For whatever reason, Microsoft decided to skip the number 9 entirely and name Windows 10 as the successor to Windows 8.1. The new OS version will unsurprisingly come with the features that have been rumored for the next Windows iteration over the past few months.
On the PC side, Windows 10 seems to be all about convincing those who are still sticking with Windows 7 to finally upgrade.
So the Start Menu is back, though with a distinct ‘Metro’ vibe. It has tiles and icons that are a blend of classic and new universal apps. Tiles can be resized. The new Search feature in the Start Menu pulls results from the Web as well as local content.
Users of Windows with mice and keyboards are finally taken seriously again, with the dual-environment feel of Windows 8 now totally gone (or so Microsoft claims). ‘Modern’ apps can run in windowed mode. Hence, Snap View (launched in Windows 7) now works with both types of apps, and it’s even been expanded to allow for a maximum of four apps to be on the screen at the same time.
The company has added something it calls “task view”, which is akin to Expose in OS X, aiming to make multitasking easier (this is pictured in the image below). The oft-leaked multiple desktops feature is indeed in too. And to appease the geeks, the Command Prompt has finally received paste support.
For users of Windows 10 on touchscreen devices, the Charms bar is still there, alive and well. This despite some past rumors to the contrary. When you swipe from the left, you’re presented with the task view.
If you buy a convertible laptop / tablet that has a touchscreen but can also be used with a keyboard and touchpad or mouse, Microsoft has you covered too, with something it calls Continuum. This switches the UI based on touch or keyboard input.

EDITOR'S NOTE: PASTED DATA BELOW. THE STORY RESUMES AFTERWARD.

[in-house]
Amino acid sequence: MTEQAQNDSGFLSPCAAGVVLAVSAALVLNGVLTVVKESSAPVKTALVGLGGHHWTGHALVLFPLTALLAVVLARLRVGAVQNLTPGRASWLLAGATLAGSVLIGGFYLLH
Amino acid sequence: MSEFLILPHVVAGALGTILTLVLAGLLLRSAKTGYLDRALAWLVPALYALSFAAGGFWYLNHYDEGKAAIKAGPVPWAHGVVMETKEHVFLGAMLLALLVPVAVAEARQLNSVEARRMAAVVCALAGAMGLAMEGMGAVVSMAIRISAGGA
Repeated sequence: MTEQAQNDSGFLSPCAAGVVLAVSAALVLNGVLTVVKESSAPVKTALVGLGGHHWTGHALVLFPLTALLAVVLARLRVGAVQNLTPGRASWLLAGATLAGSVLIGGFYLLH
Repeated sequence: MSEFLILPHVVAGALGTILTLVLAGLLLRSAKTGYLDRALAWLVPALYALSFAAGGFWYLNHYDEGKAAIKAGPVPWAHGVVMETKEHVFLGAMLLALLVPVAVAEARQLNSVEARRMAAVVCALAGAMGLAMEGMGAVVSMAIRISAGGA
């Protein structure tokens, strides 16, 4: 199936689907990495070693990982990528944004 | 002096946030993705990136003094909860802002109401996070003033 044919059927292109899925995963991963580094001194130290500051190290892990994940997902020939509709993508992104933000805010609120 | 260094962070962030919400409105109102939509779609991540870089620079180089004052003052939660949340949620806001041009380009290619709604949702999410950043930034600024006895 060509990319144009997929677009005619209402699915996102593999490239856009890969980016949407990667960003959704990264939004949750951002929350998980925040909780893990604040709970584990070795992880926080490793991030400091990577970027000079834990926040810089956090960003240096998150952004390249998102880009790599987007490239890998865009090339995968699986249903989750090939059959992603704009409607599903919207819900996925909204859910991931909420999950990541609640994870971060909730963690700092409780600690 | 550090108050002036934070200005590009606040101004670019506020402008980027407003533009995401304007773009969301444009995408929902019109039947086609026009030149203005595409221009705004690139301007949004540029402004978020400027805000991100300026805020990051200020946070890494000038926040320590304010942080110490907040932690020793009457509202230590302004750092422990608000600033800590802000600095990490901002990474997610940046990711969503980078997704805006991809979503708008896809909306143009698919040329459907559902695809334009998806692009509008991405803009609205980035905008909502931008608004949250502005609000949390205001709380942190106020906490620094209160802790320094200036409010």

Tomorrow a Technical Preview build will be released for laptops and desktops, while the one for servers will come at some yet-undefined point in the future. The Preview will be available through the new Windows Insider Program. More details about this are available in the video below.
The final build of Windows 10 will be out “later” in 2015, possibly around the middle of the year. Microsoft will talk more about the consumer-facing features inside Windows 10 at its Build conference in April. That’s when we’ll find out more about the new “universal apps”, for example. The “general intent” is to make Windows 10 “available as an update for the vast majority of devices”.
Windows 10 will be the next version of Windows Phone too, though it’s still unclear exactly when it will hit phones. Microsoft officials have said they’re developing it (and Windows 10 for ARM-based tablets) at the same time as the version for desktops, trying to “blend the experience” across devices that have screens ranging from 4 inches to 80 inches. A unified application store for every device running Windows 10 has been promised.
While the platform will scale to accommodate different hardware, this time it looks like Microsoft has finally learned not to try and use the exact same UI on touch-based devices as on those that come with a mouse and keyboard. So there will be a “single design approach”, but adapted for each class of device.